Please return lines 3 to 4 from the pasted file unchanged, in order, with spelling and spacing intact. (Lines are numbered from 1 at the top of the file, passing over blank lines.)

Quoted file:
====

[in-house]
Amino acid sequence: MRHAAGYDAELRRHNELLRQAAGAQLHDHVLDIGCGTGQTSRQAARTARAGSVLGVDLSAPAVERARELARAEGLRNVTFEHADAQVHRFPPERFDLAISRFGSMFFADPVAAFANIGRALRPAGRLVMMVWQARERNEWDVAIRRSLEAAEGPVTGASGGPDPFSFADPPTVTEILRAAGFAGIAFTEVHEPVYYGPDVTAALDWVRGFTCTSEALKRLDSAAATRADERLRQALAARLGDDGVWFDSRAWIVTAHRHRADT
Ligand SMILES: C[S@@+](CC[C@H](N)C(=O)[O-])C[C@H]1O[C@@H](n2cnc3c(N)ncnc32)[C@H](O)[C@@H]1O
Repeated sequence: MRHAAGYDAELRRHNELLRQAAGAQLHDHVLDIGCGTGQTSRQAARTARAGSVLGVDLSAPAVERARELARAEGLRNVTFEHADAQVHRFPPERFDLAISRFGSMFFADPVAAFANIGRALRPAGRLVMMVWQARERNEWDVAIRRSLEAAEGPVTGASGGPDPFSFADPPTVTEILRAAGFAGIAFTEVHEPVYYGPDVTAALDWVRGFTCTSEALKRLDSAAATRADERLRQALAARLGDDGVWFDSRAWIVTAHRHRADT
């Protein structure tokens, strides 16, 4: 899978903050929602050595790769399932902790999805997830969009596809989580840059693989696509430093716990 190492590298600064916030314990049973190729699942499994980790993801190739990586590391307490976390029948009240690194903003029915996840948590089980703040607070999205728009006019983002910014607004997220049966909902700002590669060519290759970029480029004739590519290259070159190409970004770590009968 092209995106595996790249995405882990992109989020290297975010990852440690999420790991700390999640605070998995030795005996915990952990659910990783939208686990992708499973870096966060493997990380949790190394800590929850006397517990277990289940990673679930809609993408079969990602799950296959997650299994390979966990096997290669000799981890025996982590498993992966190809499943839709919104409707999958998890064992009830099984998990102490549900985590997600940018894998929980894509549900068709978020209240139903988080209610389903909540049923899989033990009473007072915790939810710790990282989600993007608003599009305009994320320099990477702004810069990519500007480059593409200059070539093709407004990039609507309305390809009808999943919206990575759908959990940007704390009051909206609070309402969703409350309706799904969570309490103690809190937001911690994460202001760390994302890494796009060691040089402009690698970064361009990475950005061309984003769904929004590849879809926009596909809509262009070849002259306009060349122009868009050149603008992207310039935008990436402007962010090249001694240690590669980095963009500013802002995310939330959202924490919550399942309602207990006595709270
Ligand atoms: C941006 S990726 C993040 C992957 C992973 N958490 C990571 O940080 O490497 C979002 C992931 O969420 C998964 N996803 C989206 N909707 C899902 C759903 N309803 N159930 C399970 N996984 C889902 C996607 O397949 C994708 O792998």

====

Ligand SMILES: C[S@@+](CC[C@H](N)C(=O)[O-])C[C@H]1O[C@@H](n2cnc3c(N)ncnc32)[C@H](O)[C@@H]1O
Repeated sequence: MRHAAGYDAELRRHNELLRQAAGAQLHDHVLDIGCGTGQTSRQAARTARAGSVLGVDLSAPAVERARELARAEGLRNVTFEHADAQVHRFPPERFDLAISRFGSMFFADPVAAFANIGRALRPAGRLVMMVWQARERNEWDVAIRRSLEAAEGPVTGASGGPDPFSFADPPTVTEILRAAGFAGIAFTEVHEPVYYGPDVTAALDWVRGFTCTSEALKRLDSAAATRADERLRQALAARLGDDGVWFDSRAWIVTAHRHRADT